Tuesday, August 30, 2016

The Individual as an Ensemble

An actor lives to portray a variety of other individuals. Some actors, in live performances, may even "double," or portray more than one person in a single venture. 

Among your favorite actors at the moment is the English performer, Mark Rylance, who, in various roles, has been the female lead of Twelfth Night, a friendly giant in BFM, a filmed version of Roald Dahl's story for young readers, a Russian spy in the film, The Bridge of Sighs,  and Thomas Cromwell, confidante and minister to Henry (Tudor)VIII in Hilary Mantel's epic Wolf Hall.

There have been times when you have wished to undergo the training that might make you an actor, if only to more understand and appreciate the diversity of emotions and techniques that go into acting. On some occasions, you have performed as an actor, the outcome of happy coincidence.

Unless an actor has achieved a significant status, the need to audition for a part is as commonplace as putting on makeup. Some higher authority, a director or producer, must be convinced of the actor's ability to fit a particular role and as well to engage other actors in the same production with a high degree of chemistry, a portmanteau word for the qualities of engagement, spontaneity, and plausibility.

All those times in which you've argued how any individual at any given time becomes in fact a composite of selves, representing a spectrum of emotional and cultural selves, you were well aware of the rather large ensemble cast residing within your person.

This brings you to a place where you experience the same fraught and suspenseful moments when an actor auditions for a part, not just any part, but a desired, coveted one.  

Your own auditions are often conducted without preparation, perhaps even without any thought at all. Nevertheless, there you are, from time to time, wanting to do well, wanting to be the best you possible, wanting to be extended to a quality of performance you've never reached before.

Who, in effect, gets the role? Is it the brash, super confidant seventeen-year-old you? Is it the aspect of yourself you refer to as Built-in Cynic? Is it the Inner Critic, who has fond fault with so many of your ideas and ventures?

Such questions are not mere frivolity or exaggeration; these are questions you ask on occasions of retrospect, where you process the fact that you might have given the role to an aspect of you that got the job done, but now, you wish to bring to events even more appropriate and vigorous characters who will bring confidence, lightheartedness, and empathy to the audition.

Monday, August 29, 2016

End Game

Not long after one of your recent ruminations about the endings you'd encountered in the first wave of books and stories you'd read, which nudged you forward to consider the types of endings you prefer now in the things you read and, not without surprise, the things you write, you came upon a remarkable film clip from a film dating back to the silent days.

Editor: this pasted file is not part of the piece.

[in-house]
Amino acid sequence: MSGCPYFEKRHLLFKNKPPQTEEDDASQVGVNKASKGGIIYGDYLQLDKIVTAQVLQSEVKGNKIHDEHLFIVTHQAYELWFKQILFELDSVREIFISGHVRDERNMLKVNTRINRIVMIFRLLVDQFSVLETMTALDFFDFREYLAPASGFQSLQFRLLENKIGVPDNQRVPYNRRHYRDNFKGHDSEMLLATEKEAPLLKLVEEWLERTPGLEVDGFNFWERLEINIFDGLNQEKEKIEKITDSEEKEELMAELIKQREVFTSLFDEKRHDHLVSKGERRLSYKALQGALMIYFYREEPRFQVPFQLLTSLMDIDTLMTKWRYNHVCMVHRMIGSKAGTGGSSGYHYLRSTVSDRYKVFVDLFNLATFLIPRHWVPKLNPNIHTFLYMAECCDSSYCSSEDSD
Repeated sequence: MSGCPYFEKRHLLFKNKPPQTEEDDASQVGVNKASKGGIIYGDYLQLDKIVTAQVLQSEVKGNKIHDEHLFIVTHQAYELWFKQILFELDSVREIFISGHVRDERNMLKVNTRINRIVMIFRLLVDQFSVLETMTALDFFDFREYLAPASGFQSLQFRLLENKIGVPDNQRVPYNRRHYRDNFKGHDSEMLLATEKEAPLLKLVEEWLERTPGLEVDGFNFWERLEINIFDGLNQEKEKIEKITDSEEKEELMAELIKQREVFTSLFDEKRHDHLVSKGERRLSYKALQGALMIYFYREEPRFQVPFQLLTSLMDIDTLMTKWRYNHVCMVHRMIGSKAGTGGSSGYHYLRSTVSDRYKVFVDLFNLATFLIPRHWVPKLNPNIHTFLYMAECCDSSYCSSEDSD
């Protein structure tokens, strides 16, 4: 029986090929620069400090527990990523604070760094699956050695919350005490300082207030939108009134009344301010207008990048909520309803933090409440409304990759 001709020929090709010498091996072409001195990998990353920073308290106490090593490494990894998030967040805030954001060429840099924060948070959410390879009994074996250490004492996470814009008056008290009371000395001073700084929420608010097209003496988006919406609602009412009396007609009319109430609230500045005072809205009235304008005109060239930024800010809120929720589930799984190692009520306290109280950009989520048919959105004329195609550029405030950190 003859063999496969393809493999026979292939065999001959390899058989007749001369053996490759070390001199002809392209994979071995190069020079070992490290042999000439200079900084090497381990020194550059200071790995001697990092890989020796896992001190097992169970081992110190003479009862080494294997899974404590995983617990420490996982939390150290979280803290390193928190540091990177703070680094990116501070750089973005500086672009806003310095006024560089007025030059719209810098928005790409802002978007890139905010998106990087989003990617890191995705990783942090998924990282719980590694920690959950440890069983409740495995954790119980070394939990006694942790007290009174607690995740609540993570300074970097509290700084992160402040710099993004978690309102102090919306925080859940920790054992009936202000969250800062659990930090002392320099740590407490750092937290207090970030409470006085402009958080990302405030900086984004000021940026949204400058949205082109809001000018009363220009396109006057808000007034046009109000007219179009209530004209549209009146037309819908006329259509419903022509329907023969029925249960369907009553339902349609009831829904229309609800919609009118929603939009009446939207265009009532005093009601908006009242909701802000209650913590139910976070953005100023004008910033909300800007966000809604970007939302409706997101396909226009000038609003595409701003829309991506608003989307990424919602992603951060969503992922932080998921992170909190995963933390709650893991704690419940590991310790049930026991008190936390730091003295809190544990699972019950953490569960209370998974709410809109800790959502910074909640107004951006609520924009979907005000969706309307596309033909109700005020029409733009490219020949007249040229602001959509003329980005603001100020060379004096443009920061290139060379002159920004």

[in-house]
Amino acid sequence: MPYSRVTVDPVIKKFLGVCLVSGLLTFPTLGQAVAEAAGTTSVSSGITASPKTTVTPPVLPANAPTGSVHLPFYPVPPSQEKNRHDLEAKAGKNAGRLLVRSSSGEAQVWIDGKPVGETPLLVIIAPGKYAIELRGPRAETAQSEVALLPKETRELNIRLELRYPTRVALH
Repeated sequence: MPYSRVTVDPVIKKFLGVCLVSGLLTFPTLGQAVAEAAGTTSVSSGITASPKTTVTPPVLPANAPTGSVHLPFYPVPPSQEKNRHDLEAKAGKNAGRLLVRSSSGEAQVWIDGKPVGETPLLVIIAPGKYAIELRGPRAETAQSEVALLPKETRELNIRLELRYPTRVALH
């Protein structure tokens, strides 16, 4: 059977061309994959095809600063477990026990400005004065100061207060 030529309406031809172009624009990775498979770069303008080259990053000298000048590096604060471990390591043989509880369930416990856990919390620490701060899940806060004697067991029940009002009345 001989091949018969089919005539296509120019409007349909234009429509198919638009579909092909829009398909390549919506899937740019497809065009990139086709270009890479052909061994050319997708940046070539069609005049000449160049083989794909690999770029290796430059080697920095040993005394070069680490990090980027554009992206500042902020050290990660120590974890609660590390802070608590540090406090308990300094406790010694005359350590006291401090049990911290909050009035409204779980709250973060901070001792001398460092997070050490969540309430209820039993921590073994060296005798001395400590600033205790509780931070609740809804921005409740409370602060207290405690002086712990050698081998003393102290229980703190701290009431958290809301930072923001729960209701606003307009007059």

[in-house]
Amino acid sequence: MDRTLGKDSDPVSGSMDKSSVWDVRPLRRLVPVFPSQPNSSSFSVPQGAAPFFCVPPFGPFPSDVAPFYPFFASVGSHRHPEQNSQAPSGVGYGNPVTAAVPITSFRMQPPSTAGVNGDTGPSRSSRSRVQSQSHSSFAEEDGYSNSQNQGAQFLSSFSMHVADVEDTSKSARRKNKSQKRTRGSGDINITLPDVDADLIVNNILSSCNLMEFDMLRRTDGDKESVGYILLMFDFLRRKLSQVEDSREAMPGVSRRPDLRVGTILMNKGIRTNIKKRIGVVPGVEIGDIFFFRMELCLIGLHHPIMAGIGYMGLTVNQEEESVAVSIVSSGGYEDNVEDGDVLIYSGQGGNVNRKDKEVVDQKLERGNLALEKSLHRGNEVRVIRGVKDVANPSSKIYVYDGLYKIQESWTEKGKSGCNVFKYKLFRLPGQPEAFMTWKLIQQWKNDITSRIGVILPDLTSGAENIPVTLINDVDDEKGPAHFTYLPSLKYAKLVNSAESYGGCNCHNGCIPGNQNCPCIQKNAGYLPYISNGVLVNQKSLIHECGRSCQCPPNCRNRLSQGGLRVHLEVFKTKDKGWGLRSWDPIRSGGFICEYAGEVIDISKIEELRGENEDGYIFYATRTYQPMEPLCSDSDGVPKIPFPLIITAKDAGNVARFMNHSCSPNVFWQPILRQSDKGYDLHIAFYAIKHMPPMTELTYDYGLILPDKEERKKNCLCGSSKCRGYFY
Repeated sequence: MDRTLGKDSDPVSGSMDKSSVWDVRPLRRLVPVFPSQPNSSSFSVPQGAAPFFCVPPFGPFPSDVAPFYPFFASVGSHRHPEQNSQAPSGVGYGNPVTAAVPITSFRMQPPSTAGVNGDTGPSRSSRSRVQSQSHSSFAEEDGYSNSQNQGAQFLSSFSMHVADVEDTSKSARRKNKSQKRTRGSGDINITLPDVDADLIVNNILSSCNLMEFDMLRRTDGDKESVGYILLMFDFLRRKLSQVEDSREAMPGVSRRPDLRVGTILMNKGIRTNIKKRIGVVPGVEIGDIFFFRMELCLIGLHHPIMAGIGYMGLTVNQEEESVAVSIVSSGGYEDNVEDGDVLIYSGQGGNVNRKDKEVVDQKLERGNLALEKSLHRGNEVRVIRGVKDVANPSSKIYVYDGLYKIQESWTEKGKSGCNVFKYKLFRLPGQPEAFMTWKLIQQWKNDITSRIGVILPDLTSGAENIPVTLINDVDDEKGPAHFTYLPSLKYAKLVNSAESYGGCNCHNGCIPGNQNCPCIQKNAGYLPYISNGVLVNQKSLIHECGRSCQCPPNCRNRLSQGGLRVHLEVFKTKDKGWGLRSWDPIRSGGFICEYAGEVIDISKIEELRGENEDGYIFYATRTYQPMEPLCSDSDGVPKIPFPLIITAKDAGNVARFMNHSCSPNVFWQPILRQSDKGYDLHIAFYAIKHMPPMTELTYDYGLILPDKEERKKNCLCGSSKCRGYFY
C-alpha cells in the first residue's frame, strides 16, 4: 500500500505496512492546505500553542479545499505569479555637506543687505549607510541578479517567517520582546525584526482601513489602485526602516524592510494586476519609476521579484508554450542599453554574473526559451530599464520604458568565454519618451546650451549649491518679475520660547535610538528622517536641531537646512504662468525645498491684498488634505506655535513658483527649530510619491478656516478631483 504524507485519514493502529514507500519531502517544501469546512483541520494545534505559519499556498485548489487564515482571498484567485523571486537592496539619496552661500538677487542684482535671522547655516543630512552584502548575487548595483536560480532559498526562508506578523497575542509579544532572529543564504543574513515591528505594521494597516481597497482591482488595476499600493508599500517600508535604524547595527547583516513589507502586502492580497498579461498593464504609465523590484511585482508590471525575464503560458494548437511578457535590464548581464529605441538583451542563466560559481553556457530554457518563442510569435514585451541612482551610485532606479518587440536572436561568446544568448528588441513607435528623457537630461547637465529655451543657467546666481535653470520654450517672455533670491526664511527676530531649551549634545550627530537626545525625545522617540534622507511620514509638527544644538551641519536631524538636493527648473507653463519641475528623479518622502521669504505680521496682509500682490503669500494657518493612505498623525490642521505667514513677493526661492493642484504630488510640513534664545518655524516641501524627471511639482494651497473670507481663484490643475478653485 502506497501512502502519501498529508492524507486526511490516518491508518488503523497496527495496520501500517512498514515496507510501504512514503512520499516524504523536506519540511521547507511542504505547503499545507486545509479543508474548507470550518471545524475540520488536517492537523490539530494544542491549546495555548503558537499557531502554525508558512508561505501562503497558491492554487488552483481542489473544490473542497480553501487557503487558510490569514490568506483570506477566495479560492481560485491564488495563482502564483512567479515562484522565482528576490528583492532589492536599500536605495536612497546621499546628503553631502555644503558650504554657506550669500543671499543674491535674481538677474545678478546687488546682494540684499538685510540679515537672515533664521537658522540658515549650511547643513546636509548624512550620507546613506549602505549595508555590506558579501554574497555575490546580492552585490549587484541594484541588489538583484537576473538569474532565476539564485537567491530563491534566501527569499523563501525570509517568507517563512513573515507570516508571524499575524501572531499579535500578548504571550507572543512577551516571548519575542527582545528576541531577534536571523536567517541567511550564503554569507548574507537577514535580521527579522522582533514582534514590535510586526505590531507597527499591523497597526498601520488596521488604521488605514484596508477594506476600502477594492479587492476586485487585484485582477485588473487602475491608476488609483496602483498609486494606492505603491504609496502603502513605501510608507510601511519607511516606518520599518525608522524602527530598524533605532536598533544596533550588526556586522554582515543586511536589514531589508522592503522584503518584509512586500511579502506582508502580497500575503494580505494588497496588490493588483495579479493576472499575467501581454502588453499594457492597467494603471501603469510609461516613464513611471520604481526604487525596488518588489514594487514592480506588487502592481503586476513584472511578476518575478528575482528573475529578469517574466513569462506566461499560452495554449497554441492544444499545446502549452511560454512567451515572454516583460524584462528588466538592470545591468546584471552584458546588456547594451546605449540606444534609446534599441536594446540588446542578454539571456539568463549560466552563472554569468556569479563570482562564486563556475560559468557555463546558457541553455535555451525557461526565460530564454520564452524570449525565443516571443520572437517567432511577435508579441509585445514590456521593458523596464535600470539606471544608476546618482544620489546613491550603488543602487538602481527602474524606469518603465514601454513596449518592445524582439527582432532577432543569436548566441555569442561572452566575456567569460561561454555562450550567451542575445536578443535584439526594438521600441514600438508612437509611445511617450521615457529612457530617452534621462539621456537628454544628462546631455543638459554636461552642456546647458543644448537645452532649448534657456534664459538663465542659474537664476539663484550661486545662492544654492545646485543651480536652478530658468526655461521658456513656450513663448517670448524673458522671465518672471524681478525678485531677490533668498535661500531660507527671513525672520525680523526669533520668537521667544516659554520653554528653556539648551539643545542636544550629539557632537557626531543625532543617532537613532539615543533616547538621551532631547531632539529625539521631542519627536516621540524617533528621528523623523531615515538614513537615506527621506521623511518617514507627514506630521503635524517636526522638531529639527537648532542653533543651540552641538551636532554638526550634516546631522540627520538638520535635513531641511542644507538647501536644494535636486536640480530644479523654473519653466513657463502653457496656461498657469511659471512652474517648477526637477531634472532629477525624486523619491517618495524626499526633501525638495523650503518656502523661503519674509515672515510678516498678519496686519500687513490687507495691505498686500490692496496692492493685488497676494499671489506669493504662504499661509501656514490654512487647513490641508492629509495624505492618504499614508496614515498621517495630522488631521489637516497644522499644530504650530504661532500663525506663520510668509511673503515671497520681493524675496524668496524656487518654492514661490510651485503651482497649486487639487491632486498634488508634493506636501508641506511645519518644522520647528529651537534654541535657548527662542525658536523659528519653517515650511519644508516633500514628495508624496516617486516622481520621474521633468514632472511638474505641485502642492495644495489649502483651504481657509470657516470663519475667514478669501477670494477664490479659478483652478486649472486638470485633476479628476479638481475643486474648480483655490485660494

In the film clip were two actors you'd known better as performers in the films of your youth, in which there was indeed a sound track. In this particular clip, a young John Barrymore sat disconsolate at a table, ravaged by age and regret, the spirit beginning to lift from him and, thus, signifying how we were observing him at the moment of his death. 

At that moment, his image seemed young, ardent, handsome. Across the room, the spirit of an individual portrayed by Mary Astor. Even when you saw her, in her middle age, as Brigid Shaughnessy, in The Maltese Falcon, she didn't merely radiate beauty and stature, she exuded it.

The two spirits in the film clip before you meet, embrace, seem to melt into one another for a long, poignant moment before they drift off together to eternity, the embodiment--no pun here--of the romantic happy ending and, indeed, one you could see for your parents.

This film clip reminded you of a number of other films in which the ghosts reunite or gather to greet one who has recently crossed over the metaphoric rainbow bridge, separating those of us who live from those who await us "on the other side."

How then could this not remind you of a pair of adverts from Facebook, one in which you are offered the opportunity to buy a commemorative bracelet honoring your furry pals who have preceded you over the rainbow bridge and who surely will greet you on your own venture across that span. The other linked some wind chimes outside a cemetery dedicated to animals. 

You could, by pressing a button, hear the wind chimes which, presumably, would tug at your heart strings to the point where you donated to some animal memorial fund and the almost certain happy ending knowledge that your own friends, Sam, Edward, Blue,Jed, Armand, Molly, Sally, and Goldfarb would gather to greet you on your own venture into the dark hole of eternity.